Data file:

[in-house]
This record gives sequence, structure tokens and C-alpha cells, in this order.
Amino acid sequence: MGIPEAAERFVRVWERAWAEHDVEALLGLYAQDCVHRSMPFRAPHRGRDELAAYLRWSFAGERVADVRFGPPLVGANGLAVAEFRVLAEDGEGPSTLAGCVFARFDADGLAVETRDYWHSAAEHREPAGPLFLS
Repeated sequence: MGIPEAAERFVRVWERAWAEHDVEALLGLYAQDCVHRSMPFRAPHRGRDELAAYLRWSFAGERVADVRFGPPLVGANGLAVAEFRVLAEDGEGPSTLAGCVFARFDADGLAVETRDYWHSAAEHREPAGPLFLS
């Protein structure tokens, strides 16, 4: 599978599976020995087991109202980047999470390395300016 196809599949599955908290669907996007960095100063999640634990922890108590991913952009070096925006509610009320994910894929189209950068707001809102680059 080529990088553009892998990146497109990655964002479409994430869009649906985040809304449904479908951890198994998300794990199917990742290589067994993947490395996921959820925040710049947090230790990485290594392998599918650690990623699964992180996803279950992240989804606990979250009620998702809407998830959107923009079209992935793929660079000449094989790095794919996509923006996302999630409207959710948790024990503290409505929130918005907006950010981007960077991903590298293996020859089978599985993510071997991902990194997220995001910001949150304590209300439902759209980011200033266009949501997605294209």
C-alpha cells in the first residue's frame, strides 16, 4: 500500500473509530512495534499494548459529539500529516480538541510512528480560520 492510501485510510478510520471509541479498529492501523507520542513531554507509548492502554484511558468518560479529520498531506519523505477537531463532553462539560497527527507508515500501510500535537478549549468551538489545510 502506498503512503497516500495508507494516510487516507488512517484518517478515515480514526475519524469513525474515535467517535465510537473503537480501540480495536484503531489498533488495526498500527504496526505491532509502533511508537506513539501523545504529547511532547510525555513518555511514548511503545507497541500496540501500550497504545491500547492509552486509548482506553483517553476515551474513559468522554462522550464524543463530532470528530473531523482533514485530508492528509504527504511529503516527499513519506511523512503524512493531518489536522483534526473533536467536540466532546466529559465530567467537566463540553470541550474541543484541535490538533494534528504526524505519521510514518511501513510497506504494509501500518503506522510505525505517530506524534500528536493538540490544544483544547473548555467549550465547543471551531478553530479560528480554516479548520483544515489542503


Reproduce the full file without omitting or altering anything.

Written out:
[in-house]
This record gives sequence, structure tokens and C-alpha cells, in this order.
Amino acid sequence: MGIPEAAERFVRVWERAWAEHDVEALLGLYAQDCVHRSMPFRAPHRGRDELAAYLRWSFAGERVADVRFGPPLVGANGLAVAEFRVLAEDGEGPSTLAGCVFARFDADGLAVETRDYWHSAAEHREPAGPLFLS
Repeated sequence: MGIPEAAERFVRVWERAWAEHDVEALLGLYAQDCVHRSMPFRAPHRGRDELAAYLRWSFAGERVADVRFGPPLVGANGLAVAEFRVLAEDGEGPSTLAGCVFARFDADGLAVETRDYWHSAAEHREPAGPLFLS
């Protein structure tokens, strides 16, 4: 599978599976020995087991109202980047999470390395300016 196809599949599955908290669907996007960095100063999640634990922890108590991913952009070096925006509610009320994910894929189209950068707001809102680059 080529990088553009892998990146497109990655964002479409994430869009649906985040809304449904479908951890198994998300794990199917990742290589067994993947490395996921959820925040710049947090230790990485290594392998599918650690990623699964992180996803279950992240989804606990979250009620998702809407998830959107923009079209992935793929660079000449094989790095794919996509923006996302999630409207959710948790024990503290409505929130918005907006950010981007960077991903590298293996020859089978599985993510071997991902990194997220995001910001949150304590209300439902759209980011200033266009949501997605294209």
C-alpha cells in the first residue's frame, strides 16, 4: 500500500473509530512495534499494548459529539500529516480538541510512528480560520 492510501485510510478510520471509541479498529492501523507520542513531554507509548492502554484511558468518560479529520498531506519523505477537531463532553462539560497527527507508515500501510500535537478549549468551538489545510 502506498503512503497516500495508507494516510487516507488512517484518517478515515480514526475519524469513525474515535467517535465510537473503537480501540480495536484503531489498533488495526498500527504496526505491532509502533511508537506513539501523545504529547511532547510525555513518555511514548511503545507497541500496540501500550497504545491500547492509552486509548482506553483517553476515551474513559468522554462522550464524543463530532470528530473531523482533514485530508492528509504527504511529503516527499513519506511523512503524512493531518489536522483534526473533536467536540466532546466529559465530567467537566463540553470541550474541543484541535490538533494534528504526524505519521510514518511501513510497506504494509501500518503506522510505525505517530506524534500528536493538540490544544483544547473548555467549550465547543471551531478553530479560528480554516479548520483544515489542503